Keywords: explainability, interpretability, language model
TL;DR: We investigate how effectively LM-generated free-text rationalest can provide human utility for human-AI collaboration, i.e., assist humans in solving NLP tasks.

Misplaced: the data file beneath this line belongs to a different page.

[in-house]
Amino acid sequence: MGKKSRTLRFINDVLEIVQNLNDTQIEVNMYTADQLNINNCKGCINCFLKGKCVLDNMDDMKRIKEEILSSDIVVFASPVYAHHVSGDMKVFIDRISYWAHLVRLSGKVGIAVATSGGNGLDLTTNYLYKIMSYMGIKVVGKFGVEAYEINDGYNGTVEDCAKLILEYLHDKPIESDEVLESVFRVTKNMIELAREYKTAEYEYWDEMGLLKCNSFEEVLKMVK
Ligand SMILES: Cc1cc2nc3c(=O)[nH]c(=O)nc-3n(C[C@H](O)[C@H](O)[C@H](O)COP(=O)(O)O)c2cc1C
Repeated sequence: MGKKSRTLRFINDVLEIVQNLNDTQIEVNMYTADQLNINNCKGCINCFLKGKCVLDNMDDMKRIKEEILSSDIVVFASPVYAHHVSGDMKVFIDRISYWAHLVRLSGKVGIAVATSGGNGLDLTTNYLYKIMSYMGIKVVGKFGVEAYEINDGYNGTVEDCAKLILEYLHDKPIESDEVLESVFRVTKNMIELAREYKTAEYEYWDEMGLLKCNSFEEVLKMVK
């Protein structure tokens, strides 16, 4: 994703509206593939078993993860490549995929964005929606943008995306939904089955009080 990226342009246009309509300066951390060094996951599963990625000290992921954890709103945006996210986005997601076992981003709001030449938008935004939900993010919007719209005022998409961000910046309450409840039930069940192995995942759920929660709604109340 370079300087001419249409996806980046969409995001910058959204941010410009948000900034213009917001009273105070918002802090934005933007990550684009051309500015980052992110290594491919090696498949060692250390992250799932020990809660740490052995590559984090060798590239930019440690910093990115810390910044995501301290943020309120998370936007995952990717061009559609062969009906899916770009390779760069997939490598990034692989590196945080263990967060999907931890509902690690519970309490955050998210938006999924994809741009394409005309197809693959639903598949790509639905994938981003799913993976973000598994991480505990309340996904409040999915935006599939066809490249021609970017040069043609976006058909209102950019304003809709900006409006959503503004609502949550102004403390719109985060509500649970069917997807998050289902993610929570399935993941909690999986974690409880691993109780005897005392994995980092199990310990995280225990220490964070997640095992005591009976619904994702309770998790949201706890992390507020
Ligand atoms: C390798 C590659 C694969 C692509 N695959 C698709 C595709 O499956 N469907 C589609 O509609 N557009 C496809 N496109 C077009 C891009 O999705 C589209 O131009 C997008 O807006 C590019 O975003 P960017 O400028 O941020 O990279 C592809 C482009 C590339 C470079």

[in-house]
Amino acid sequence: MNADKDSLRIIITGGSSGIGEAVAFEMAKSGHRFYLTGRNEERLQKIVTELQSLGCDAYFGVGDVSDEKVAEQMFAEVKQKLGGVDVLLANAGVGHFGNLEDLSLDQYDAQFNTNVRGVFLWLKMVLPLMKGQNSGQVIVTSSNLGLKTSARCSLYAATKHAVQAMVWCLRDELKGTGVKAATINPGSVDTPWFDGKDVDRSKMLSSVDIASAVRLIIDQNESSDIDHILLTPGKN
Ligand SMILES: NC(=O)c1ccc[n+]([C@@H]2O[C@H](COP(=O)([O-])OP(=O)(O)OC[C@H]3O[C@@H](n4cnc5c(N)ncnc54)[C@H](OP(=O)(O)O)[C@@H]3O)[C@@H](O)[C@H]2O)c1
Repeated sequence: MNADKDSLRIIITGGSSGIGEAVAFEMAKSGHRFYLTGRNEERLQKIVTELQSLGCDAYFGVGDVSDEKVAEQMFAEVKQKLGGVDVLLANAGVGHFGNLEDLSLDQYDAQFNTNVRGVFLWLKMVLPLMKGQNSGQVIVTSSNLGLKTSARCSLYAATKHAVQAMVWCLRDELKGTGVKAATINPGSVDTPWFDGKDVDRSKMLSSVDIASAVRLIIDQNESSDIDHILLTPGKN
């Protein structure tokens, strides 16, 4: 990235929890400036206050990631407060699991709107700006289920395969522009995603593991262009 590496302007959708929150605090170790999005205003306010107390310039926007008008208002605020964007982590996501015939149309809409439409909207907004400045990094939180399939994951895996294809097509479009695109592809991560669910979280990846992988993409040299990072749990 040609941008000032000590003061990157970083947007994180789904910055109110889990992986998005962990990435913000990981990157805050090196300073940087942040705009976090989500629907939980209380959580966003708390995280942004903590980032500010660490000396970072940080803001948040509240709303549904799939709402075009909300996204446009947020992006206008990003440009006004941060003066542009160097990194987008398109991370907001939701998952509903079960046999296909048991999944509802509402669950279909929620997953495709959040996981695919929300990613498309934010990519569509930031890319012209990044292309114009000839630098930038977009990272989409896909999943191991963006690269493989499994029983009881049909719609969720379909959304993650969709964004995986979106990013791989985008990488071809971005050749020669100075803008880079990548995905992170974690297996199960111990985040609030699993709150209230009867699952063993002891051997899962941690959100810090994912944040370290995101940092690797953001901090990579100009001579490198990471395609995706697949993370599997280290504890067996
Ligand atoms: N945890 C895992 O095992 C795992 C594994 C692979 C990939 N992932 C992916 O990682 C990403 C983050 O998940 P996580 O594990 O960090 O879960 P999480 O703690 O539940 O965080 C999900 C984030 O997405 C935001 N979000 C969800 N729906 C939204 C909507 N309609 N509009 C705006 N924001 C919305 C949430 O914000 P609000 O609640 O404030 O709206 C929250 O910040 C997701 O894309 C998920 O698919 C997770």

Abstract: Recently, there has been growing interest in using language models (LMs) for human-AI collaboration. To explain their reasoning processes to humans, state-of-the-art LMs have been shown to fluently generate free-text rationales (FTRs) in natural language, e.g., via chain-of-thought prompting. Still, it remains unclear how effectively these generated FTRs can provide human utility for human-AI collaboration, i.e., assist humans in solving NLP tasks. To investigate what makes an FTR useful to humans, this paper analyzes the relationships between human utility and various LM/FTR properties. First, although LMs are often finetuned/prompted to jointly generate task labels and FTRs, we find that LMs’ task performance has little correlation with human utility, whereas LM size is a positive predictor of human utility. Second, we observe that certain FTR property pairs are strong positive predictors of human utility, e.g., high-utility FTRs tend to both be concise and contain novel information. Third, we show that high-utility FTRs for a given task instance can provide transferable knowledge that helps humans generalize to solving new instances. By shedding light on the nature of FTRs’ human utility in practical settings, our findings can help guide future work on designing LMs and FTR generation strategies for stronger human-AI collaboration.